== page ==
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The State Where People Don't Get Enough To Eat

The Census began a process to measure the effects of COVID-19 on American life slightly after the pandemic began. It was not clear how long the process would go on, but it continues until today. The reason for the study, called the Household Pulse Survey, is to see how the spread of the disease, which has already killed over 600,000 people in the U.S. would change food availability, income, telecommuting, foreclosures, and evictions, and health. Among these, one section of the survey is called “Food Scarcity.” The question is meant to measure the “percentage of adults in households where there was either sometimes or often not enough to eat in the last 7 days.”

The Census has released weekly results in three phases. The first began on April 23, 2020, and ended July 21, 2020. The second and third phases followed, with the current phase, 3.1, covers May 12 – May 24. This is “Week 30” of the process. The Household Pulse Survey was created by an effort across several government agencies. These include the Bureau of Labor Statistics, the Bureau of Transportation Statistics, the Centers for Disease Control and Prevention, the Department of Defense, the Department of Housing and Urban Development, the Maternal and Child Health Bureau, the National Center for Education Statistics, the National Center for Health Statistics, the National Institute for Occupational Safety and Health, the Social Security Administration, and the USDA Economic Research Service.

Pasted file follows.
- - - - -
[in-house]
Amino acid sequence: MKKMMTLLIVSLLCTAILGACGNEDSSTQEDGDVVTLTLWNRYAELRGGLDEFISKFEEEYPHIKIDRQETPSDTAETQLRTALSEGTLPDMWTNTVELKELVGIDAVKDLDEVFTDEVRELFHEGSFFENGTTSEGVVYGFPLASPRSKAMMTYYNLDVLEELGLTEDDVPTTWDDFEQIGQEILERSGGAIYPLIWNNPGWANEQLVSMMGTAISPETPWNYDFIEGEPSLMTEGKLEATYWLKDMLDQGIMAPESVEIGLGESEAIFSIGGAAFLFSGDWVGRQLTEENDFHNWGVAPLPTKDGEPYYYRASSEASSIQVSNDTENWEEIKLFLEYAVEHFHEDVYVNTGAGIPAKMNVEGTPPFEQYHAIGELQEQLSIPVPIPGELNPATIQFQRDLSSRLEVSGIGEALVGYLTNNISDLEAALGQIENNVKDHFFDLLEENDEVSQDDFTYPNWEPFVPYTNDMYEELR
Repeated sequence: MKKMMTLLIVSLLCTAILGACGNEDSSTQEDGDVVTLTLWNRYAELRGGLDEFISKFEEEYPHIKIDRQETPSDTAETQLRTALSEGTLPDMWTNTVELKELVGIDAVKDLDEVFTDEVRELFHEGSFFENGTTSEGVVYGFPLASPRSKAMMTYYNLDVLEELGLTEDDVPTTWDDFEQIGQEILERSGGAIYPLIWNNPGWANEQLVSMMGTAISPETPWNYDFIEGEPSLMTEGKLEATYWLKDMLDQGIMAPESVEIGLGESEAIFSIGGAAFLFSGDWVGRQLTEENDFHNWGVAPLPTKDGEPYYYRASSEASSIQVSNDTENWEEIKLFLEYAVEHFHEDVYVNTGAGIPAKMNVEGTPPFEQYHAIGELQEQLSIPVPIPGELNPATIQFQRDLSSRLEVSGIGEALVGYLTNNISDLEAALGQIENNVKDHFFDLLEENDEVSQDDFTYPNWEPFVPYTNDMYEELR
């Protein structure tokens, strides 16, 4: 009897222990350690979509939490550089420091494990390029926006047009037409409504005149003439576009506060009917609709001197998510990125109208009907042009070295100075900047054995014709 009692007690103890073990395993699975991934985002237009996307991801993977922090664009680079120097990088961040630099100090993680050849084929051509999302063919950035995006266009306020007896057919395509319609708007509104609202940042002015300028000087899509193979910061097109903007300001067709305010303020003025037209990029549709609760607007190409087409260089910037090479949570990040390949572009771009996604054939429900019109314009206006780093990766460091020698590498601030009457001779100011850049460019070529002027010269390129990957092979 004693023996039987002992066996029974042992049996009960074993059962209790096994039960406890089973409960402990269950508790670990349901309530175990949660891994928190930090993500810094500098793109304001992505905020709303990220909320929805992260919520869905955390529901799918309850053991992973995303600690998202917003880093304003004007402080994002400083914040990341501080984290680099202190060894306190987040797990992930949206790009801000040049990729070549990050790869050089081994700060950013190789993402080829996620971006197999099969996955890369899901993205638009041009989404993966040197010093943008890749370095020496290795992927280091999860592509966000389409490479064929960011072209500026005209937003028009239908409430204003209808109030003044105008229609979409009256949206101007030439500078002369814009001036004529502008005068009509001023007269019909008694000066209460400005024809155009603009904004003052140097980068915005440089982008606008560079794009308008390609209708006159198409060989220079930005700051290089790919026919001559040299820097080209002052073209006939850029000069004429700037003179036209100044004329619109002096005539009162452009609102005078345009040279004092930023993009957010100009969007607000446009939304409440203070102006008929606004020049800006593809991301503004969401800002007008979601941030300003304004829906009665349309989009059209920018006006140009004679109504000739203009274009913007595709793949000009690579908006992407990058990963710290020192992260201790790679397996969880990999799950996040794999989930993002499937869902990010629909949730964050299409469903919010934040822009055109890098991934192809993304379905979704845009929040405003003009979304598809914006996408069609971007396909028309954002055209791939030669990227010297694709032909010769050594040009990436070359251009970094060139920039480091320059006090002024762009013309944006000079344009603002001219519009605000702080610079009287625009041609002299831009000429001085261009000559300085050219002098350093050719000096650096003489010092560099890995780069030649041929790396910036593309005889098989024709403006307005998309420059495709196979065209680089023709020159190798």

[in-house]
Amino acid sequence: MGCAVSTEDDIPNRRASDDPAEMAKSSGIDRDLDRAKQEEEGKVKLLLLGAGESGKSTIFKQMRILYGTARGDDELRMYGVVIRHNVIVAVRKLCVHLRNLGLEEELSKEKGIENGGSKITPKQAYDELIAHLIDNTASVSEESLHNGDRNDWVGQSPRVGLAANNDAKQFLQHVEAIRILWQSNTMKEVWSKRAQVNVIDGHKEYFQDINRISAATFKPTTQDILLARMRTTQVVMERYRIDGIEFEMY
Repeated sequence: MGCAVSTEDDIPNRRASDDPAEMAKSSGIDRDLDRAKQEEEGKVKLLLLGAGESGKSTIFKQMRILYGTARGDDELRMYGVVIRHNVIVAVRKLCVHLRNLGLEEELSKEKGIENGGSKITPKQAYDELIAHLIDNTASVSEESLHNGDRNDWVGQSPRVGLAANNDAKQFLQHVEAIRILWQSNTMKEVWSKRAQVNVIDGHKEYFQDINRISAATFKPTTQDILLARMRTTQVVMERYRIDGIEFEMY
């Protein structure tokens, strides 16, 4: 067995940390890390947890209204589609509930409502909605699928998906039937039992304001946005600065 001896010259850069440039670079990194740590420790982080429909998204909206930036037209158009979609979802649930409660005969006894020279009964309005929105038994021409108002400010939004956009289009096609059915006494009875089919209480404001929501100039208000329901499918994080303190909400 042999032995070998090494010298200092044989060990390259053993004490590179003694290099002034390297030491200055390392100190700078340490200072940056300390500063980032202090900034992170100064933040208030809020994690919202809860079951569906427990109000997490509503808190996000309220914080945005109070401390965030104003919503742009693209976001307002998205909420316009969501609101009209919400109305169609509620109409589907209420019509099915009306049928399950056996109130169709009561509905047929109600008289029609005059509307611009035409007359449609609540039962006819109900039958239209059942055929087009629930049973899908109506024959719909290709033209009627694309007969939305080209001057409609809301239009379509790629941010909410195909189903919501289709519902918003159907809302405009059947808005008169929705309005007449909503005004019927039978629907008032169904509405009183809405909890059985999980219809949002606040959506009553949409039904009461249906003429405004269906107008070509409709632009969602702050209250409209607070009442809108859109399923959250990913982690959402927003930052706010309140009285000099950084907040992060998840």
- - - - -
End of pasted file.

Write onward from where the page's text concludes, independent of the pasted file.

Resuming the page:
The state with the highest level of Food Scarcity is Mississippi, based on Week 30 results. Its figure is 14.7%. This compares to a national figure of 9.1%. The state with the lowest percentage was Delaware at 3.1%. While the Census does not draw any comparisons to other demographics by state, Mississippi has the second-lowest median income among all states at just over $44,000. Delaware is the 17th highest at about $65,000.

The results are also ranked by metro area. The metro ranked the highest is Dallas at 14.4%. The lowest is Boston at 4.2%.

Click here to read 20 Groceries Driving Up Your Food Bill The Most